The effect of pentagalloyl glucose on the wall mechanics and inflammatory activity of rat abdominal aortic aneurysms

Mirunalini Thirugnanasambandam, Dan T. Simionescu, Patricia G. Escobar, Eugene Sprague, Beth Goins, Geoffrey D. Clarke, Hai Chao Han, Krysta L. Amezcua, Oluwaseun R. Adeyinka, Craig J. Goergen, Ender Finol

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5 Scopus citations


An abdominal aortic aneurysm (AAA) is a permanent localized expansion of the abdominal aorta with mortality rate of up to 90% after rupture. AAA growth is a process of vascular degeneration accompanied by a reduction in wall strength and an increase in inflammatory activity. It is unclear whether this process can be intervened to attenuate AAA growth, and hence, it is of great clinical interest to develop a technique that can stabilize the AAA. The objective of this work is to develop a protocol for future studies to evaluate the effects of drug-based therapies on the mechanics and inflammation in rodent models of AAA. The scope of the study is limited to the use of pentagalloyl glucose (PGG) for aneurysm treatment in the calcium chloride rat AAA model. Peak wall stress (PWS) and matrix metalloproteinase (MMP) activity, which are the biomechanical and biological markers of AAA growth and rupture, were evaluated over 4 weeks in untreated and treated (with PGG) groups. The AAA specimens were mechanically characterized by planar biaxial tensile testing and the data fitted to a five-parameter nonlinear, hyperelastic, anisotropic Holzapfel–Gasser–Ogden (HGO) material model, which was used to perform finite element analysis (FEA) to evaluate PWS. Our results demonstrated that there was a reduction in PWS between pre- and post-AAA induction FEA models in the treatment group compared to the untreated group using either animal-specific or average material properties. However, this reduction was not statistically significant. Conversely, there was a statistically significant reduction in MMP-activated fluorescent signal between pre- and post-AAA induction models in the treated group compared to the untreated group. Therefore, the primary contribution of this work is the quantification of the stabilizing effects of PGG using biomechanical and biological markers of AAA, thus indicating that PGG could be part of a new clinical treatment strategy that will require further investigation.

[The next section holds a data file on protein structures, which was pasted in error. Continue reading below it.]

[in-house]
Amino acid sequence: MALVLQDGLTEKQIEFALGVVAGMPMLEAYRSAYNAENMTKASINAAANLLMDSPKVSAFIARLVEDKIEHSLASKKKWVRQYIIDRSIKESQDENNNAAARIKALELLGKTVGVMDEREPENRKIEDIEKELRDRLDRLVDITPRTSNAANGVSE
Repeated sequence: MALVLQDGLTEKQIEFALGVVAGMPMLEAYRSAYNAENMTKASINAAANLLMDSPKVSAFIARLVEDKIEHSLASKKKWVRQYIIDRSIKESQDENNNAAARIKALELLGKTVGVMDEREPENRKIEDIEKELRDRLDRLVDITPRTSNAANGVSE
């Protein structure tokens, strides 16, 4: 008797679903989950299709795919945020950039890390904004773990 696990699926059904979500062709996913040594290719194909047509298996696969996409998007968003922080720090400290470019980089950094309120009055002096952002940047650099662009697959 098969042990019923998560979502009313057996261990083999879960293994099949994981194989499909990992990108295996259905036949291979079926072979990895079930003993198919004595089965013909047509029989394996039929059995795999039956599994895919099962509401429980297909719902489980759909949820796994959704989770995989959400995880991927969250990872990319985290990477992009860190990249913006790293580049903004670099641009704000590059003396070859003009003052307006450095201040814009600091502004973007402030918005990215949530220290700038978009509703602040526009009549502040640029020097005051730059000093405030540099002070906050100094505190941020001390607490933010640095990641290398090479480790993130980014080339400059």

Original languageEnglish (US)
Article number084502
JournalJournal of Biomechanical Engineering
Issue number8
StatePublished - Aug 2018


  • Aneurysm
  • Biomechanics
  • Finite element analysis
  • Fluorescence imaging
  • Pentagalloyl glucose

ASJC Scopus subject areas

  • Biomedical Engineering
  • Physiology (medical)


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